A Massachusetts charter school has partially reversed its ban on durags after students convinced administrators of the rule’s unfairness, successfully arguing that the head covering isn’t a gateway drug that leads to gang-banging or even worse—male pattern baldness.
According to the Daily Item, Kipp Academy Lynn Collegiate School had been issuing in-school suspensions to black male students who wear durags at the Lynn, Mass., high school. Although the dress code might seem reasonable, the charter school’s rationale for doing so raised the ire of some black students who don’t believe that durags stop information from entering their brain
Administrators said durags were outlawed in an attempt to prevent black boys from going to jail or becoming gang members. That’s right, KIPP Lynn’s approach to preventing the unfair punishment and criminalization of black boys by the criminal justice system is to institute a rule that unfairly punishes and criminalizes black boys.
“To reiterate our rationale, they are a direct component of school to prison pipeline,” wrote Shauna-Kaye Clarke, dean of students and culture, in an email to students. “And unfortunately, they are also reflective of some gang culture. And they can recede your hairline. That’s not setting you up for success.”
Despite having no evidence that a satin piece of cloth magically turns a boy into a criminal, after conferring with administrators, KIPP chose the “durag will make you a hairless thug” as the specific hill on which it wanted to die. That’s their argument.
To be fair, in most of my job interviews, the first question I am always asked is whether or not I wear a durag. I’m pretty sure there was at least one question about my hairline on my college admission application.
Everyone knows durags make you think bad thoughts. In the original comic book version of Black Panther, Eric Killmonger wore a durag and was only thwarted when the Dora Milaje hid his Blue Magic Grease and boar’s head hairbrush.
Luckily, I wore the cheaper equivalent of a durag during my high school years—the cut-off foot of a pair of knee-high stockings. It was much more economically efficient because there were two in each package, four if you were meticulous enough to tie a knot in the top of the leftover remnants just in case you needed a backup wave cap.
But let’s not forget about how inner-city gangs lure boys into their folds with promises of 360 waves. Crips and Bloods are easily identifiable by their undulating low caesars, and most music critics agree that “durag rap” has ruined hip-hop.
While some people have denigrated the durag in their efforts to push respectability politics onto a younger generation, it’s not as if proper clothing provides an impenetrable shield for racism.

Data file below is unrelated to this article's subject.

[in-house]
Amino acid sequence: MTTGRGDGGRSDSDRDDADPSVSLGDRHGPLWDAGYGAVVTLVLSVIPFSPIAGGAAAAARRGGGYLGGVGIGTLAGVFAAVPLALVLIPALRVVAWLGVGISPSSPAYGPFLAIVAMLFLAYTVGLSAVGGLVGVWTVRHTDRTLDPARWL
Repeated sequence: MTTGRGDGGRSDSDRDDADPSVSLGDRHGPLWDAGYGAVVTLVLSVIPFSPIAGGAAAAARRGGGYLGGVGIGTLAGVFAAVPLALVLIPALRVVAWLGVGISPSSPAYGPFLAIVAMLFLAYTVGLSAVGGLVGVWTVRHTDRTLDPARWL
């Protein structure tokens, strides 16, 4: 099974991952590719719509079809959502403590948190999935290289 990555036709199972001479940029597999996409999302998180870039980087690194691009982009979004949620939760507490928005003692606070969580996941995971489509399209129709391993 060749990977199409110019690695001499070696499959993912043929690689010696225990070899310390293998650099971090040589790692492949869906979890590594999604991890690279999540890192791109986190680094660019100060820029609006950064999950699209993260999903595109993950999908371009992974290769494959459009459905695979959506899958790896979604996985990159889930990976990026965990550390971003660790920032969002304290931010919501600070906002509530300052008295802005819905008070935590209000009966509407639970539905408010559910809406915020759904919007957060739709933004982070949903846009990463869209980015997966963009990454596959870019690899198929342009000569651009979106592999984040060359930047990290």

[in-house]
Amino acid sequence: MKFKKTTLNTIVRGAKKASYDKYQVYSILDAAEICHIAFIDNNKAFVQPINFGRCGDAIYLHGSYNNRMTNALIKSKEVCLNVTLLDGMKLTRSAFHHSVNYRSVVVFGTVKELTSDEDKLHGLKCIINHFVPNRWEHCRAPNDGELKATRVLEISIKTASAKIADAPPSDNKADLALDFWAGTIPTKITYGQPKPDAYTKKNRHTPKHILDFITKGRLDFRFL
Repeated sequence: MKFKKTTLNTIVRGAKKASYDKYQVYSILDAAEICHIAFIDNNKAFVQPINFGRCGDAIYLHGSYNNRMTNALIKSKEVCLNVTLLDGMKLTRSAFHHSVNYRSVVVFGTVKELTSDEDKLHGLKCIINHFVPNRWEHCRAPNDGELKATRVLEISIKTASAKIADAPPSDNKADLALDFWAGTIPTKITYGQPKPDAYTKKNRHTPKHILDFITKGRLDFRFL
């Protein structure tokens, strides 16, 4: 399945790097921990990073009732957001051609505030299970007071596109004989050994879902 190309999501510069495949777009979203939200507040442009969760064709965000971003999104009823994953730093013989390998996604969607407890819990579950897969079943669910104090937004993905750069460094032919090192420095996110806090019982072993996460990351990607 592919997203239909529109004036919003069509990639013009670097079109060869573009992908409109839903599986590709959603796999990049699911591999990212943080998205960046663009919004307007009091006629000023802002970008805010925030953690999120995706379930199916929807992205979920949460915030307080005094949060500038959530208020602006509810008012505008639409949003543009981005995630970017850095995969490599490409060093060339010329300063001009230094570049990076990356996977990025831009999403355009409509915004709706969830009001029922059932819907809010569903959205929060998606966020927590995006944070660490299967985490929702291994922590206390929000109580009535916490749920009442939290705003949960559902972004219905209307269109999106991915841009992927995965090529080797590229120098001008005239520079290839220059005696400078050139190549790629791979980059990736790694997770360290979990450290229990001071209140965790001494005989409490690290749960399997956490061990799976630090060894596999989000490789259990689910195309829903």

Ask Trayvon Martin’s hoodie.
“Obviously, we have the common sense not to wear a durag to a job interview,” said Jaeqhan McClain, a senior at the school, according to WHDH. “I get good grades, I’m on honor roll and I’ve been wearing my durag every day.”
KIPP academy allows decorative and cultural head wraps, but Nikki Barnes, the institution’s director of high schools and middle schools said they would allow students to make a case for durags.
“That’s what I’m waiting for, the compelling argument that a durag is actually cultural, it’s not just functional,” said Barnes.
Apparently, the students succeeded. According to the school’s spring newsletter, students will be allowed to wear the head covering on campus until their advisory period at the beginning of the day:
After much sharing and discussion, the compromise reached was to restructure and redesign how students are greeted at arrival time ... Students would be allowed to arrive in Do-Rags, for example, until Advisories started. In Advisories, students meet daily in groups of 10-12 of their peers for open discussion, ranging from challenges and celebrations in the classroom, to family issues ... In addition, it was agreed that, as new privileges are respected and earned, other updates to the rule would be considered.
Meanwhile, sociologists who studied disparities in the criminal justice system, the War on Drugs, disproportionate police killings, underfunded schools and educational segregation, have not replied to The Root’s request for comments on how durags fuel the school-to-prison pipeline.
Well, there was one response that said: “You can’t be serious. Only an idiot would make that argument,” but that was probably spam.
So congratulations to the students at KIPP Academy Lynn. As Killmonger said:
“Bury me in my the ocean with my durag. Because the ancestors knew that 360 waves was better than bondage.”